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January 27, 2007

New Bike Trail Plan in Costa Mesa Brings Questions 2

When the High Poobahs of a city decide to look into adding a Bike Trail to the community landscape this is a good thing, but when a look around the proposed route leads to some very serious questions of viability one has to wonder what the Officials are thinking.

I have made 2 trips to the area, and in this, and the next post, will detail my findings.

I then willl let offialdom know, and see what more I can learn that might shed some light on the plans they say they are considering.

The article in the OC Register ( Linked in Part 1. ) tells what little we know.

Dusty, weed- infested gullies could become cycling havens under a plan in the early stages of study by city officials.

The "community trail" concept calls for topping flood-control channel levees with decomposed granite and unlocking the channel gates, giving cyclists a clear path through heavily urbanized terrain.

Similar flood-channel trails have been built in Irvine, Orange and Seal Beach, among others. Several years back, Costa Mesa built a 2.5-mile trail atop the Greenville-Banning Channel, which parallels the Santa Ana River.

That channel trail provides access to/from the Santa Ana River Bike Trail at Fairview Park on the west side of town.

The path now being studied would be of similar length and run along Paularino Channel, which begins near Fairview Road and Baker Street. It would meet the Santa Ana Delhi Channel near Baker and Bristol streets, and then run almost to Upper Newport Bay.

In Part 1 I showed you 3 pictures: A View the Paularino Channel at Baker/Fairview, a view of the Santa Ana Delhi Channel section, south of Mesa Dr./east of Irvine Ave. showing the route leading to the Back Bay, and the same channel off Santa Ana Ave./south of Bristol St. showing a locked gate with a No Tesspassing sign, blocking access to a posted County Multi-Use Trail.


On my 1st visit, after leaving Fairview, I headed east on Baker, to Bristol.

After heading south, under the 73 frwy, I came to Bristol and Bear St.

MORE than 2 blocks south of Baker.

This is where the 1st trail meets the 2nd, and then they live Happily Ever After all the way to the Bay!

1 problem: There is a freeway blocking eastbound access.

The path beyond the gate is a short one that goes behind business I ride past as I head south/East on Bristol.

Okay, I thought, this is interesting. Where's the blasted channel?


Just east of where the 55 and 73 meet, at Bristol st. and Newport Blvd., is an access road that leads to one of the freeways, behind a Mini-Storage.

Walking back there I discovered no view of the channels.

By now I realized that the idea of a non-stop trail was non-existent, and was curious to see what other surpises might me instore the rest of the way.

I returned to Bristol, and a block further east I came across the, now merged, Santa Ana Delhi Channel.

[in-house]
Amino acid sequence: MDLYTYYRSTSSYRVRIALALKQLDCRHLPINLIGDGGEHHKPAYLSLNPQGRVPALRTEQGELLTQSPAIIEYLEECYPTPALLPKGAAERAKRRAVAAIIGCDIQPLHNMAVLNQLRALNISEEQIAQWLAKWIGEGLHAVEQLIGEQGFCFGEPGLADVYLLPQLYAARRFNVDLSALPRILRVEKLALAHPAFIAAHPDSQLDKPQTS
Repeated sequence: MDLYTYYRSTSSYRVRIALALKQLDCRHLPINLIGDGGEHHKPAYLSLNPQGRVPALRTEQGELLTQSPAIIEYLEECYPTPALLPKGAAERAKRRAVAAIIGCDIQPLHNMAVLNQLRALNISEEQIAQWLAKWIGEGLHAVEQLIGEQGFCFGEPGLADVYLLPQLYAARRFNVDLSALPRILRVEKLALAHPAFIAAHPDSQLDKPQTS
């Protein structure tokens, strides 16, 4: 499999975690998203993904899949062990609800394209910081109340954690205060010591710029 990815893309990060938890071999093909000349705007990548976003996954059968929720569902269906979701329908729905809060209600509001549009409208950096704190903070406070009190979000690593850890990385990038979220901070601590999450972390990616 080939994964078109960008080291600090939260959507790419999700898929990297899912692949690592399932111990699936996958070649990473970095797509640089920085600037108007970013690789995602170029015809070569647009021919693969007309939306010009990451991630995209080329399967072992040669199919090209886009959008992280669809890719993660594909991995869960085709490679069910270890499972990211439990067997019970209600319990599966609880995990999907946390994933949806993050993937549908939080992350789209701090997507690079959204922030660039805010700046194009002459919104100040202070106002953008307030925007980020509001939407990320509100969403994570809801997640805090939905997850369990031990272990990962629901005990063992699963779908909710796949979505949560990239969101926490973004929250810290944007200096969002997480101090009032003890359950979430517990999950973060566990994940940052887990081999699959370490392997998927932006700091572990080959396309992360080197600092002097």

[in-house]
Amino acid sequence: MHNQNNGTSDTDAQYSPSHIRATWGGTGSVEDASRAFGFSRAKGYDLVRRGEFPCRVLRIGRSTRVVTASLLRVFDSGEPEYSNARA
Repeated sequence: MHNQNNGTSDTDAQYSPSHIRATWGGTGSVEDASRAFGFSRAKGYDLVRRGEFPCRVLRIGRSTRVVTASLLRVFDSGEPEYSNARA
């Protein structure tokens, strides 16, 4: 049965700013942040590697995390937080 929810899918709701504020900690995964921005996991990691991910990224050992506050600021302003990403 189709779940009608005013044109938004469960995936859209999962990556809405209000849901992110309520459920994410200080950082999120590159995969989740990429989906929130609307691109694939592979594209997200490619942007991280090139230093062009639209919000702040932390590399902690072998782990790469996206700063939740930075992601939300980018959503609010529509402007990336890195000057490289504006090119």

It is now heading SE next to a Golf Course.


The access is next to a dirt lot used for excess parking related to the Extra Storage, and  Acapulco Restuarant on its west side.

Not exactly the best place to put a Bike Trail Access, unless you eliminate the dirt lot.

I continue east on Bristol, to Santa Ana Ave., and a short distance south of the intersection pick up the channel again.

Santa Ana Heights is a community with a Homeowners Association, and lots of Horse Lovers, and a few Horse trails including one that parallels the channel, to the Bay, as shown in the picture in pt.1.

This is where I came upon the locked Country Trail, as shown also in Part 1.

A man I met later gave me to believe that residents of the area may have keys that allow access to the trail, but I don't know for sure.

I went south on Santa Ana, then east on Mesa Dr., where I found the Channel one last time, at Irvine Ave., along with another Golf Course.

The trail runs east through the course before going under Irvine Ave.,, then south to Mesa Dr.


As you will see from this, and the next pic, there is no access to the channel, just a gravelly area the short distance to Mesa.


The Golfers have to cross the street to get to another part of the course, and there is no public access to the channel on either side of the street.


With the course on the left, and the backyards of houses on the rigght, there is no public access.

Following the dead-end street that is just south of the intersection, and heads east, roughtly next to the trail, I can get closer looks at the channels, and the Horse Trail on the far side, once the channel leaves the Golf Course behind.

As you can see from the picture in Part 1 there is a lot of space over there, all the way to the Bay.

But what about where the 2 channels meet?

I was still puzzled about this, and decided to return for a closer look to see if I could find the answer.

January 27, 2007 in Riding Orange County | Permalink


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